Rarely mentioned in public policy discussions about Project Labor Agreements are the moral implications of using the government as an agent to prod contractors and their employees into union agreements.
Is it right for a government to require contractors to make employee fringe benefit payments to union-managed trust funds and obtain their workers from a union hiring hall? What kind of thinking leads a representative of the People to require workers to pay initiation fees and dues to a union as a condition of working on a public project? What kind of community leader wants to build four taxpayer-funded schools for the cost of five, in order to curry favor with a special interest group?
Project Labor Agreements are associated with fiscal irresponsibility and mismanagement, internal corruption, and lack of accountability to the people who pay taxes for the government to provide services. Citizens abdicate their responsibilities to oversee their local governments. As a result, unions fill the resulting political vacuum and attract ambitious people who see unions as a vehicle to attain personal power and position.
Arguments based on reason and common sense have no power in this kind of environment, where only scandals earn public attention.
Today’s Exhibit A is the City of San Fernando, near Los Angeles.
The City of San Fernando was the first municipality in California to require a PLA for all public works projects. On September 19, 2005, the San Fernando City Council voted 5-0 to require all construction contractors to sign a Project Labor Agreement with unions for prime contracts worth $150,000 or more and specialty contracts worth $25,000 or more. These project cost thresholds are unusually low, indicating that representatives of the city made little effort to engage in credible negotiations with union leaders to develop the PLA.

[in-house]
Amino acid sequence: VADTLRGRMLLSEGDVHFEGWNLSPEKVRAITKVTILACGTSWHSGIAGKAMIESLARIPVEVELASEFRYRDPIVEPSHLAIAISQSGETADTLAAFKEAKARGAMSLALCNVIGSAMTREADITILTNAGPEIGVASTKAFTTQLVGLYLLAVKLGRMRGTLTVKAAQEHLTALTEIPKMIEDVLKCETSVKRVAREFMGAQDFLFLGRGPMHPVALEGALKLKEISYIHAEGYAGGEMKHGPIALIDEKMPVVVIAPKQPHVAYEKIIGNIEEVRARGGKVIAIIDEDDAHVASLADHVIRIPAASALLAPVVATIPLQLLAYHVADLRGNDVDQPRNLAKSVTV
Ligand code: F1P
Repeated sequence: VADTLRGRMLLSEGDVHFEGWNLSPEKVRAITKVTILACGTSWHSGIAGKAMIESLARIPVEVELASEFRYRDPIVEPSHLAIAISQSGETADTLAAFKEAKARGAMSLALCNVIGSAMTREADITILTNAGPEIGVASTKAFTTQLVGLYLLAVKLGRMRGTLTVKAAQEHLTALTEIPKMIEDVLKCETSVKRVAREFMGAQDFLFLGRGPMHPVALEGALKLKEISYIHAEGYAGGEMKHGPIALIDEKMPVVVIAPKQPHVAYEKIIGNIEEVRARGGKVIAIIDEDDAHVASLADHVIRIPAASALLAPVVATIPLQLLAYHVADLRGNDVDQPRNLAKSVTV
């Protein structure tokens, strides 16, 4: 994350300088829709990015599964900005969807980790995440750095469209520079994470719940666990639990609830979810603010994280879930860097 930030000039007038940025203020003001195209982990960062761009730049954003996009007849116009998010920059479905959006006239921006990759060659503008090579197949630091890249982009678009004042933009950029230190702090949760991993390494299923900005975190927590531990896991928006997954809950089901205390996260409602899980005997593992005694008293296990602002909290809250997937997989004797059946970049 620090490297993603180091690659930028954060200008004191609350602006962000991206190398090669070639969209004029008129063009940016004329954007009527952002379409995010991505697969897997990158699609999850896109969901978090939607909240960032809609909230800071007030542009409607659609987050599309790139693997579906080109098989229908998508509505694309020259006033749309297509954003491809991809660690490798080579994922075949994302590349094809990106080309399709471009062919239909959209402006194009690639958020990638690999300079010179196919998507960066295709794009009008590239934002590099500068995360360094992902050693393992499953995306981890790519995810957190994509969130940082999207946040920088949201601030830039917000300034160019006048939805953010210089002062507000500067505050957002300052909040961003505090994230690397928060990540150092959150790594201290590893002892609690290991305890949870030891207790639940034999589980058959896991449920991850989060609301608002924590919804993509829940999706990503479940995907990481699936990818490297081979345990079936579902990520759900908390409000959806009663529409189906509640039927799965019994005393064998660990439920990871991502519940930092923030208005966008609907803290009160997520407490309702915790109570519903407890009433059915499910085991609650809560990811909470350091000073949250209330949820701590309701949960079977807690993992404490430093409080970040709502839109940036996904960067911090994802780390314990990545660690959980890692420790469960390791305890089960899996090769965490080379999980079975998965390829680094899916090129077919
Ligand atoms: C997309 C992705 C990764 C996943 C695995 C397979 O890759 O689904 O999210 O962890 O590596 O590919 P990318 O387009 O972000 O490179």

Voting for the PLA in 2005 were council members Julie Ruelas, Nury Martinez, Steven Veres, José Hernández, and Maribel De La Torre. So what happened to them?
San Fernando voters recalled José Hernández and Julie Ruelas on January 13, 2009.
Nury Martinez was elected in 2009 to the board of the Los Angeles Unified School District, with endorsements from the Los Angeles/Orange Counties Building & Construction Trades Council and the Los Angeles County Federation of Labor.
Steven Veres was elected in 2011 to the board of the Los Angeles Community College District, with endorsements from the Los Angeles/Orange Counties Building & Construction Trades Council and the Los Angeles County Federation of Labor.
Only Maribel De La Torre remains on the San Fernando City Council. At the November 21, 2011 city council meeting, she was entangled in a spectacle that is bizarre, even by California standards.
Meanwhile, the city continues to require its contractors to sign a Project Labor Agreement to work on taxpayer-funded city construction. Business as usual.
Postscript: Today’s Exhibit B on Project Labor Agreements and Moral Breakdown…
Inquiry Targets Two Contractors on L.A. Community Colleges Project – Los Angeles Times – December 1, 2011
“The D.A.’s probe centers on Los Angeles Community College District allegations that the firms submitted fraudulent billings for Mission College work, part of a $5.7-billion construction program.”